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How Can You Increase Your Chances of Achieving Flow?

We learn some major lessons from the basketball player's recent, record-breaking performance.

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Keith Allison via Wikimedia Commons


If you’re interested in psychology, you’ve probably heard of the concept of ‘flow.’

Flow is defined as “the mental state of operation in which a person performing an activity is fully immersed in a feeling of energized focus, full involvement, and enjoyment in the process of the activity.” The concept was named by famed Hungarian psychologist Mihály Csíkszentmihályi (pronounced like this). Conversationally speaking, we often say those experiencing flow are “in the zone.”

If you’re curious what exactly that looks like, you don’t need to look any further then the sports world.

Take for example Golden State Warrior Kalyan Thompson. On countless occasions, Thompson has demonstrated the ability to reach flow in front of millions of onlookers. (You can see the highlights of Thompson’s performance at the end of this post.)

So, how can you increase your chances of achieving flow? Here are a few lessons from last night’s performance:

1. Focus.

Csíkszentmihályi’s research indicates that in order to enter flow, a person must have a series of clear goals on which he or she can intently focus.

Thompson knows his craft well, so you’ll see him relentlessly pursue small goals such as constantly moving without the ball, and taking advantage of teammates who set screens to get him open.

Lesson: Before beginning your work day, outline what you want to accomplish. Then, focus on one task at a time.

2. Start small.

When asked about last night’s performance, Thompson said this: “[I] think it started for me when I got a few layups in the beginning,” Thompson recalled. “That really opened up my game. Whenever I’m active off the ball, that’s when I’m at my best.”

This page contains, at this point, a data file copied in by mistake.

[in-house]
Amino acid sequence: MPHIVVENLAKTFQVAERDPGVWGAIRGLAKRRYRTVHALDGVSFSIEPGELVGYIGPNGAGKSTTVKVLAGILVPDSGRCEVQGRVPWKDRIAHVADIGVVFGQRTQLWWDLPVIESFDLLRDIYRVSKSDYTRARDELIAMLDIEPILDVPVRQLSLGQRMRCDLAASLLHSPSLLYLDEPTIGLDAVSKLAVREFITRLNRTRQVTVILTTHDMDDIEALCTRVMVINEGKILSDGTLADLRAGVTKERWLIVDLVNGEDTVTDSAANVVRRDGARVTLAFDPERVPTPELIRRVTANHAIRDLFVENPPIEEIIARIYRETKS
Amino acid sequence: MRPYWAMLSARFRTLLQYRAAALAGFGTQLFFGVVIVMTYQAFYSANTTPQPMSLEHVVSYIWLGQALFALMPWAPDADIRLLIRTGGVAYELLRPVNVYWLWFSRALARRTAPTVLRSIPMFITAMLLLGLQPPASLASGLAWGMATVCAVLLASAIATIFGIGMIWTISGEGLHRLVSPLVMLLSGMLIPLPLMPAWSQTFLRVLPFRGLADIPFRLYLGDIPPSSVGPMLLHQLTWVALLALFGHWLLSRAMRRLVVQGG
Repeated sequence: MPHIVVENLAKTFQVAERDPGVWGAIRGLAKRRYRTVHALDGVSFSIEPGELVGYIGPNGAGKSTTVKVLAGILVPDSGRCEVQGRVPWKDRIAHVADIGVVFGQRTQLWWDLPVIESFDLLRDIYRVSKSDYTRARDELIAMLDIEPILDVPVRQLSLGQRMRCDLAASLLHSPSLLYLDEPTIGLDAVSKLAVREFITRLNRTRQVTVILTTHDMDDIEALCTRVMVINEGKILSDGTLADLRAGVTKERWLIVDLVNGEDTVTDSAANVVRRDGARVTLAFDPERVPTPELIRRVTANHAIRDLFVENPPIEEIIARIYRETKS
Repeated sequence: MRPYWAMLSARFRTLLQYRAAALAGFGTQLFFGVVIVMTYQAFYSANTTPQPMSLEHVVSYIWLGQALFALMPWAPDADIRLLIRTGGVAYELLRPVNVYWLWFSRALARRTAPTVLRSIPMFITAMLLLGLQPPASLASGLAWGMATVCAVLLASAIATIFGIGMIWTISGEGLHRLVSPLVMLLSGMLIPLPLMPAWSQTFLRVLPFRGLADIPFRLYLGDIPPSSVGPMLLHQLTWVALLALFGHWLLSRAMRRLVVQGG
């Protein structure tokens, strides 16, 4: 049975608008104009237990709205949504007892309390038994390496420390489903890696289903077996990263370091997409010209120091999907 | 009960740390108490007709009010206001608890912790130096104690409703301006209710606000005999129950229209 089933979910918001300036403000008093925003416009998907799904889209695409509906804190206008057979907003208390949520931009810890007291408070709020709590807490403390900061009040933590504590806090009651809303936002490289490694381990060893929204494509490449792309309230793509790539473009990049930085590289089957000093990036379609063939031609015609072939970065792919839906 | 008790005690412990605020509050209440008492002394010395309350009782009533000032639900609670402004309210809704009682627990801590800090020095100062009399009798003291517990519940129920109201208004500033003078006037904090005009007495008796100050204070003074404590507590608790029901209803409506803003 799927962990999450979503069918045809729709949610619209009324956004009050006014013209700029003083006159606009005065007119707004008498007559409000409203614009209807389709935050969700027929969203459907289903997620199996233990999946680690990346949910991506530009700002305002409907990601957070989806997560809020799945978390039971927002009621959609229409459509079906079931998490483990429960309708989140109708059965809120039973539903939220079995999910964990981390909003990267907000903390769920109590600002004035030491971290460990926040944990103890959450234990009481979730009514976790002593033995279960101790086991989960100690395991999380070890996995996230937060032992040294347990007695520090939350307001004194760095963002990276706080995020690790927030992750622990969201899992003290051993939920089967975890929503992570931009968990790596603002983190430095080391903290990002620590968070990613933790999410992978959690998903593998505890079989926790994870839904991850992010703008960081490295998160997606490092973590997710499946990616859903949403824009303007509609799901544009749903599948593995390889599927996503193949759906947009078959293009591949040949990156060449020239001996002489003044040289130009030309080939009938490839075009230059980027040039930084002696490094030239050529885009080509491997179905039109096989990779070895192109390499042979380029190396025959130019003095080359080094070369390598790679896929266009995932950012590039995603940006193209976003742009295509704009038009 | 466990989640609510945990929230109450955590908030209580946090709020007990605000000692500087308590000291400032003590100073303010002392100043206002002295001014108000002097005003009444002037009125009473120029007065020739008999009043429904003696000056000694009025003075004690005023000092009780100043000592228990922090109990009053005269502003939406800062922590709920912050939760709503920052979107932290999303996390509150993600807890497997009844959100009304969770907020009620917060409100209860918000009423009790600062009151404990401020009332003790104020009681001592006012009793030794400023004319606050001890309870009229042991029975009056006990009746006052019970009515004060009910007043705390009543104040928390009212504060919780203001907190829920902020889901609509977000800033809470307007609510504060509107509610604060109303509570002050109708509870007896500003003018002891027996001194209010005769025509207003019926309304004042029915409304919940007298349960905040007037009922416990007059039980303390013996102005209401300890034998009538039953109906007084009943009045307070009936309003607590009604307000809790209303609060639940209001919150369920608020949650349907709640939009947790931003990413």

Lesson: Use small, easier tasks as stepping stones to larger ones. Find a natural progression, and you’ll start to build momentum.

3. Take advantage of every opportunity.

Thompson seemed to benefit from the fact that the opposing team was looked tired. (The Pacers were surely fighting fatigue since they were playing their second game in as many nights.) Noticing this, Thompson continued pushing.

Lesson: If you see an opportunity, pounce on it. Don’t think; don’t wait. This will keep your momentum going.

4. Keep pushing.

As the game went on, Thompson didn’t get discouraged by missed shots. Instead, he just keeps shooting (and making, mostly), en route to a very efficient evening.

Lesson: Don’t get distracted by mistakes; rather, just keep pushing. If you must correct mistakes, do so later after exiting the state of flow.

5. Practice.

To be clear, following these steps might not get you to flow on the first try, and they won’t automatically put you in flow every single day.

But the more you practice, the more opportunities you’ll have, and the easier you’ll find it is to slip into this state.

Lesson: Hone your skills and follow these steps, and you’ll be able to work in a state of flow more and more often.

I know, because I’ve applied these steps myself and seen what it feels like. It’s an amazing experience–and how I’ve produced some of my best work.

If only I could do it on the basketball court.

Enjoy this post? Check out my book, EQ Applied, which uses fascinating research and compelling stories to illustrate what emotional intelligence looks like in everyday life.

A version of this article originally appeared on Inc.com.

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